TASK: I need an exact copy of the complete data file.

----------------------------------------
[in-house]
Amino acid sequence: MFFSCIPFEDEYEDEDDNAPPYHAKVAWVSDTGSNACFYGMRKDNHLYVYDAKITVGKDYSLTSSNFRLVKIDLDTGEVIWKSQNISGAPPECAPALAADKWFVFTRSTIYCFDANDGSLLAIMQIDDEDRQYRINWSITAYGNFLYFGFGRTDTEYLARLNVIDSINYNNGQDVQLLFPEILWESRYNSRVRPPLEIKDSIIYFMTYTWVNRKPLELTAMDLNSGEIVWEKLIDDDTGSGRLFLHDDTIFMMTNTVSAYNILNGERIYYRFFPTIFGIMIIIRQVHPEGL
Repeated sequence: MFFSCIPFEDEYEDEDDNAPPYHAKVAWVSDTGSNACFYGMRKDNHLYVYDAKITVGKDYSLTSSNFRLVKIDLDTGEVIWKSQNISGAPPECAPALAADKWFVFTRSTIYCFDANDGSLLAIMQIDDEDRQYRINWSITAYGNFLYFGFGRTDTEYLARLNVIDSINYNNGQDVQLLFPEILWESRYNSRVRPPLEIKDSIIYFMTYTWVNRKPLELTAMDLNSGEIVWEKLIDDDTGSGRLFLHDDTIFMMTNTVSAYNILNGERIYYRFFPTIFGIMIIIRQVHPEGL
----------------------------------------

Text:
[in-house]
Amino acid sequence: MFFSCIPFEDEYEDEDDNAPPYHAKVAWVSDTGSNACFYGMRKDNHLYVYDAKITVGKDYSLTSSNFRLVKIDLDTGEVIWKSQNISGAPPECAPALAADKWFVFTRSTIYCFDANDGSLLAIMQIDDEDRQYRINWSITAYGNFLYFGFGRTDTEYLARLNVIDSINYNNGQDVQLLFPEILWESRYNSRVRPPLEIKDSIIYFMTYTWVNRKPLELTAMDLNSGEIVWEKLIDDDTGSGRLFLHDDTIFMMTNTVSAYNILNGERIYYRFFPTIFGIMIIIRQVHPEGL
Repeated sequence: MFFSCIPFEDEYEDEDDNAPPYHAKVAWVSDTGSNACFYGMRKDNHLYVYDAKITVGKDYSLTSSNFRLVKIDLDTGEVIWKSQNISGAPPECAPALAADKWFVFTRSTIYCFDANDGSLLAIMQIDDEDRQYRINWSITAYGNFLYFGFGRTDTEYLARLNVIDSINYNNGQDVQLLFPEILWESRYNSRVRPPLEIKDSIIYFMTYTWVNRKPLELTAMDLNSGEIVWEKLIDDDTGSGRLFLHDDTIFMMTNTVSAYNILNGERIYYRFFPTIFGIMIIIRQVHPEGL